Unlike many migratory species, Galapagos giant tortoises do not use current environmental conditions to time their seasonal migration
Credit: Photo courtesy of Guillame Bastille-Rousseau.
Galapagos giant tortoises, sometimes called Gardeners of the Galapagos, are creatures of habit. In the cool dry season, the highlands of the volcano slopes are engulfed in cloud which allows the vegetation to grow despite the lack of rain. On the lower slopes, however, there is no thick fog layer, and vegetation is not available year round. Adult tortoises thus spend the dry season in the higher regions, and trek back to the lower, relatively warmer zones where there is abundant, nutritious vegetation when the rainy season begins.
The tortoises often take the same migration routes over many years in order to find optimal food quality and temperatures. The timing of this migration is essential for keeping their energy levels high, and climate change could disrupt a tortoise’s ability to migrate at the right time.
In the Ecological Society of America’s journal Ecology, researchers use GPS to track the timing and patterns of tortoise migration over multiple years.
“We had three main goals in the study,” says Guillaume Bastille-Rousseau, lead author of the paper. “One was determining if tortoises adjust their timing of migration to current environmental conditions. Two, if so, what clues do they use to adjust the timing, and, three, what are the energetic consequences of migration mis-timing for tortoises?”
The researchers expected the migrations to be timed with current food and temperature conditions because many other migratory species operate that way. Bastille-Rousseau says “many animals, such as ungulates, can track current environmental conditions and migrate accordingly – what researchers sometime refer to as surfing the green-wave.”
Contrary to the researchers’ expectations, however, migration is weakly associated with current conditions such as fog, rain, and temperature. For instance, if it is unseasonably arid, it appears the tortoises do not take that variation into account when deciding it is time to migrate. It is unclear at this point whether they are basing their migration decisions on memories of past conditions or if they are simply incorrectly assessing current local conditions.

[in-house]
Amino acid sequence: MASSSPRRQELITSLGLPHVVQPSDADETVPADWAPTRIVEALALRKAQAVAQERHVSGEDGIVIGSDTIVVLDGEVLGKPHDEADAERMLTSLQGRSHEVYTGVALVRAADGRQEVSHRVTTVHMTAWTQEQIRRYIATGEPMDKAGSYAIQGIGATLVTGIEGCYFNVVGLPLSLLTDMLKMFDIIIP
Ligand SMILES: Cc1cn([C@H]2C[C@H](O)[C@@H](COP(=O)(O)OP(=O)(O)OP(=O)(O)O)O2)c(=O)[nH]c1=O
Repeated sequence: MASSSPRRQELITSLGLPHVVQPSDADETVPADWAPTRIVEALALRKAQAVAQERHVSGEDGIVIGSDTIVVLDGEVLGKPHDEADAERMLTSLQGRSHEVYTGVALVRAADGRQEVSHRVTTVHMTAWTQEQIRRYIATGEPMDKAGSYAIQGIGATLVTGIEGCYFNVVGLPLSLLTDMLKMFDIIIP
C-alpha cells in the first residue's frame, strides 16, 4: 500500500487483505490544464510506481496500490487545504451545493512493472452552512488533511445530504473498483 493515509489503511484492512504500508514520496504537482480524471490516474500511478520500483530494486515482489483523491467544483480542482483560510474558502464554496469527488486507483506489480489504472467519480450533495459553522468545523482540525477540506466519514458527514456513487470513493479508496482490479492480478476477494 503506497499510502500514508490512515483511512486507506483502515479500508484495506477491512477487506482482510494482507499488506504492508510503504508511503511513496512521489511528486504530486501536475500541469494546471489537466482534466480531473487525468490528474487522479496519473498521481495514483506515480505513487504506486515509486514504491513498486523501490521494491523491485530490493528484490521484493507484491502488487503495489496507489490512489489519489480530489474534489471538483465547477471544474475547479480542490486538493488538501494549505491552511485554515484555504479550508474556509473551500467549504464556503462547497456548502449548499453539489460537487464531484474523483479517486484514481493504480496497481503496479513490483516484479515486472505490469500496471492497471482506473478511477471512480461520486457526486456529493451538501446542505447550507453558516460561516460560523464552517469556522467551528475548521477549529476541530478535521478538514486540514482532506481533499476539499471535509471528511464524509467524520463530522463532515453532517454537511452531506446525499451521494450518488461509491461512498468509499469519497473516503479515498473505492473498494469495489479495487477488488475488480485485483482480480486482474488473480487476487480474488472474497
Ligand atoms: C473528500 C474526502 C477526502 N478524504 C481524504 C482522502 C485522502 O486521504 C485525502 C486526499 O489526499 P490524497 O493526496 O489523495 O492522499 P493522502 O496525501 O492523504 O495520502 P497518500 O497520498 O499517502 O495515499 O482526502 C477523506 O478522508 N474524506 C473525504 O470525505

Bastille-Rousseau says the team is surprised by the mismatch, stating “tortoise timing of migration fluctuated a lot among years, often by over two months. This indicates that migration for tortoises may not just be about foraging opportunities. For example, female tortoises have to make decisions related to nesting, and we still have a lot to learn about migration in giant tortoises.”
Fortunately, this sub-optimal timing may not yet have critical impact on tortoise health. Potentially due to their long lives of up to 100 years and large body size, bad timing of migration has smaller consequences for giant tortoises compared to small, short lived animals. Giant tortoises can go up to a year without eating and survive, while other migrating species must eat more regularly to sustain their energy levels.
Giant tortoises are important ecosystem engineers in the Galapagos, responsible for long-distance seed dispersal, and their migration is key for many tree and plant species’ survival. How the tortoises’ variation in migration timing will affect the rest of the ecosystem is still unclear. Because tortoises do not seem to be tracking annual variation in environmental conditions, it is quite possible that the mistiming of migration will keep increasing in the future.
“One concern is that at some point in the future,” Bastille-Rousseau adds, “migration may not be an optimal strategy for tortoises. There may be a reduction in the number of individuals doing these long-distance movements. This would likely have cascading consequences for the whole ecosystem.”
Bastille-Rousseau, Bastille, et al., 2019. Migration triggers in a large herbivore: Galapagos giant tortoises navigating resource gradients on volcanoes. Ecology. DOI: 10.1002/ecy.2658
Guillaume Bastille-Rousseau, James P. Gibbs, and Jacqueline L. Frair: Roosevelt Wild Life Station and Department of Environmental and Forest Biology, State University of New York College of Environmental Science and Forestry
Charles B. Yackulic: U.S. Geological Survey, Southwest Biological Science Center
Freddy Cabrera: Charles Darwin Foundation, Puerto Ayora, Galápagos, Ecuador
Stephen Blake: Department of Environmental and Forest Biology, and Roosevelt Wild Life Station, State University of New York, College of Environmental Science and Forestry; Max Planck Institute for Ornithology, Radolfzell, Germany; Whitney Harris World Ecology Center, University of Missouri-St. Louis; Department of Biology, Saint Louis University; WildCare Institute, Saint Louis Zoo
Guillame Bastille-Rousseau [email protected]
The Ecological Society of America, founded in 1915, is the world‘s largest community of professional ecologists and a trusted source of ecological knowledge, committed to advancing the understanding of life on Earth. The 9,000 member Society publishes five journals and a membership bulletin and broadly shares ecological information through policy, media outreach, and education initiatives. The Society’s Annual Meeting attracts 3000-4,000 attendees and features the most recent advances in ecological science. Visit the ESA website at http://www.
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